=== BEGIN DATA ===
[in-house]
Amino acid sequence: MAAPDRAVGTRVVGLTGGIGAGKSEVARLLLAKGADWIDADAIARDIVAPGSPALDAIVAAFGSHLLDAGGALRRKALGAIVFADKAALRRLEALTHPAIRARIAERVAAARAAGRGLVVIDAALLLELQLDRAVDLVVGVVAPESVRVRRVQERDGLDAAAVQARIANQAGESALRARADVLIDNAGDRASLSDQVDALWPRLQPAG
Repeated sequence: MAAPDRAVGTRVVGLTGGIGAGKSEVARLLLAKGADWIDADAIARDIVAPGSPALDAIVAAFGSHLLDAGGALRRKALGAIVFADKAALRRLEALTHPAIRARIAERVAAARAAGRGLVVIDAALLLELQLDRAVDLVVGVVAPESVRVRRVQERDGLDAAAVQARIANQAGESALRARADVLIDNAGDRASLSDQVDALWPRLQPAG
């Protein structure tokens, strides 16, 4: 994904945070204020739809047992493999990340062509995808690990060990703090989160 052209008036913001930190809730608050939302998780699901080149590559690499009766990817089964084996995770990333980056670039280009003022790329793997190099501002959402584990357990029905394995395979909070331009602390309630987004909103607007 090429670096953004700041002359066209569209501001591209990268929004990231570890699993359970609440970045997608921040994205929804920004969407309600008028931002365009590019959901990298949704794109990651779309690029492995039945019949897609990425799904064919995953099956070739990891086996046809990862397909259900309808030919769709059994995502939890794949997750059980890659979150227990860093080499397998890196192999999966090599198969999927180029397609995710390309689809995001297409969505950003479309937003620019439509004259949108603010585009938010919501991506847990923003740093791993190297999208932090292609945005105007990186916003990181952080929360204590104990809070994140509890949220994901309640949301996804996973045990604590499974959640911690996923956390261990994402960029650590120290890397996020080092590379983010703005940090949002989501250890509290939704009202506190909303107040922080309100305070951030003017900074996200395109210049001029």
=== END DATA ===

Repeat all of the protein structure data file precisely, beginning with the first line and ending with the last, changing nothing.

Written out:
[in-house]
Amino acid sequence: MAAPDRAVGTRVVGLTGGIGAGKSEVARLLLAKGADWIDADAIARDIVAPGSPALDAIVAAFGSHLLDAGGALRRKALGAIVFADKAALRRLEALTHPAIRARIAERVAAARAAGRGLVVIDAALLLELQLDRAVDLVVGVVAPESVRVRRVQERDGLDAAAVQARIANQAGESALRARADVLIDNAGDRASLSDQVDALWPRLQPAG
Repeated sequence: MAAPDRAVGTRVVGLTGGIGAGKSEVARLLLAKGADWIDADAIARDIVAPGSPALDAIVAAFGSHLLDAGGALRRKALGAIVFADKAALRRLEALTHPAIRARIAERVAAARAAGRGLVVIDAALLLELQLDRAVDLVVGVVAPESVRVRRVQERDGLDAAAVQARIANQAGESALRARADVLIDNAGDRASLSDQVDALWPRLQPAG
């Protein structure tokens, strides 16, 4: 994904945070204020739809047992493999990340062509995808690990060990703090989160 052209008036913001930190809730608050939302998780699901080149590559690499009766990817089964084996995770990333980056670039280009003022790329793997190099501002959402584990357990029905394995395979909070331009602390309630987004909103607007 090429670096953004700041002359066209569209501001591209990268929004990231570890699993359970609440970045997608921040994205929804920004969407309600008028931002365009590019959901990298949704794109990651779309690029492995039945019949897609990425799904064919995953099956070739990891086996046809990862397909259900309808030919769709059994995502939890794949997750059980890659979150227990860093080499397998890196192999999966090599198969999927180029397609995710390309689809995001297409969505950003479309937003620019439509004259949108603010585009938010919501991506847990923003740093791993190297999208932090292609945005105007990186916003990181952080929360204590104990809070994140509890949220994901309640949301996804996973045990604590499974959640911690996923956390261990994402960029650590120290890397996020080092590379983010703005940090949002989501250890509290939704009202506190909303107040922080309100305070951030003017900074996200395109210049001029």